Open Letter Re: Select Luxury Items Tax ActMay 24, 2022
May 24th, 2022
The Right Honourable Justin Trudeau, P.C., M.P.
Prime Minister of Canada
80 Wellington Street
Ottawa, ON K1A 0A2
The Honourable Chrystia Freeland, P.C., M.P.
Deputy Prime Minister and Minister of Finance
90 Elgin Street
Ottawa, ON K1P 5E9
Dear Prime Minister and Deputy Prime Minister:
Please accept this letter as a follow-up to the serious concerns that have been raised by Canada’s
aerospace, aviation and manufacturing industries regarding the Select Luxury Items Tax Act and the
dramatic, negative impact on Canadian manufacturing and jobs that will be experienced should the Act
be implemented as currently drafted.
We recognize that you and your colleagues are faced with many challenging fiscal pressures. However,
the proposed Select Luxury Items Tax Act will penalize manufacturers, operators, distributors, pilots and
suppliers, and negatively impact jobs. It will also cause significant repercussions within the supply chain,
maintenance, repair and overhaul industries, and the entire aviation ecosystem at a time when they are
just beginning to recover from the devastating effects of the COVID-19 pandemic. We estimate almost
$1 billion in lost revenue and losses of over 1,000 direct value-added Canadian jobs in manufacturing
due to this legislation. This on top of the over 30,000 jobs lost through the pandemic.
The proposed tax and its threshold for exemptions will also be a major deterrent to private aircraft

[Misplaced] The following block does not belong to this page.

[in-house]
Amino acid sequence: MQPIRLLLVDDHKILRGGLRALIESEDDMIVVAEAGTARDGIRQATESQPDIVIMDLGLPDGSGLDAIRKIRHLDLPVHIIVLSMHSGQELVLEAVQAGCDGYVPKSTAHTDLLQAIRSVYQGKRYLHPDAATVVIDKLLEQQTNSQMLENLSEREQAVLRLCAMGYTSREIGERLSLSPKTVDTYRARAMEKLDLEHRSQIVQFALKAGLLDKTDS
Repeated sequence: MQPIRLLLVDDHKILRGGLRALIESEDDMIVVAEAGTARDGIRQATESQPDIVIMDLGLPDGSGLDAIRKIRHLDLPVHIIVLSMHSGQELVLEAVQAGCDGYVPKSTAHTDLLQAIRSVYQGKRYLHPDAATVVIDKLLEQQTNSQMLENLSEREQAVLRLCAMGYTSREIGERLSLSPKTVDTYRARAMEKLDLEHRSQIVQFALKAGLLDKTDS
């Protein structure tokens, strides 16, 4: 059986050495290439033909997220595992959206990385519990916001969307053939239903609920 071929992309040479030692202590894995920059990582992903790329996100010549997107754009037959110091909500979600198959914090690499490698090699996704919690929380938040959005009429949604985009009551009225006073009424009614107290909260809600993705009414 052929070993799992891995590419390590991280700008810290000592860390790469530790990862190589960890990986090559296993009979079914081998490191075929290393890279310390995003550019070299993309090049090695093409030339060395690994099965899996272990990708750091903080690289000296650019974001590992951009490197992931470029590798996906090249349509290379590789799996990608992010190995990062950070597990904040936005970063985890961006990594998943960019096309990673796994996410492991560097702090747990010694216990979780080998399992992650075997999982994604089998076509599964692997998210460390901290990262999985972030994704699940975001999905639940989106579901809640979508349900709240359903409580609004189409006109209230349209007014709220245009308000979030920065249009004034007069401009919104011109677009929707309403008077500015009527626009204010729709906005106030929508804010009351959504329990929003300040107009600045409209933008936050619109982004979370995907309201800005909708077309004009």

operators who want to convert to newer aircraft with lower operating costs and carbon footprints. As a
direct result, there will be fewer private aircraft being purchased, which will translate into reducing
activity that is critical for the operation of community aerodromes that benefits economic growth in
small communities. The trickle-down effect of the implementation of this proposed luxury tax on private
aircraft will have long-term detrimental effects on the average working-class Canadian family.
Canadian firms should not be at a disadvantage relative to international competitors. Lessons can be
learned from other countries that introduced such a tax, only to ultimately repeal it due to the
significant damage it caused to their domestic manufacturing sectors.
If the government proceeds, the current legislation will need substantial modifications. Methods already
exist to tax personal usage of aircraft and using these would be much less detrimental to the workers
that make up this innovative industry in a large country like Canada that is reliant on aircraft for
transport. Additionally, the aerospace industry is a national strength that provides jobs and can support
If this tax moves ahead, Canada will be sending the wrong message. In addition to undercutting
aerospace manufacturing activities and employment, the tax will jeopardize Canada’s attractiveness for
business investment from abroad. All policy levers should be pulled in the same direction to support our
nation’s economic and job recovery. We stand ready to work with government to achieve this.
The Honourable Mary Ng, Minister of Small Business, Export Promotion and International Trade
The Honourable François-Philippe Champagne, Minister of Innovation, Science and Industry of Canada
The Honourable Omar Alghabra, Minister of Transport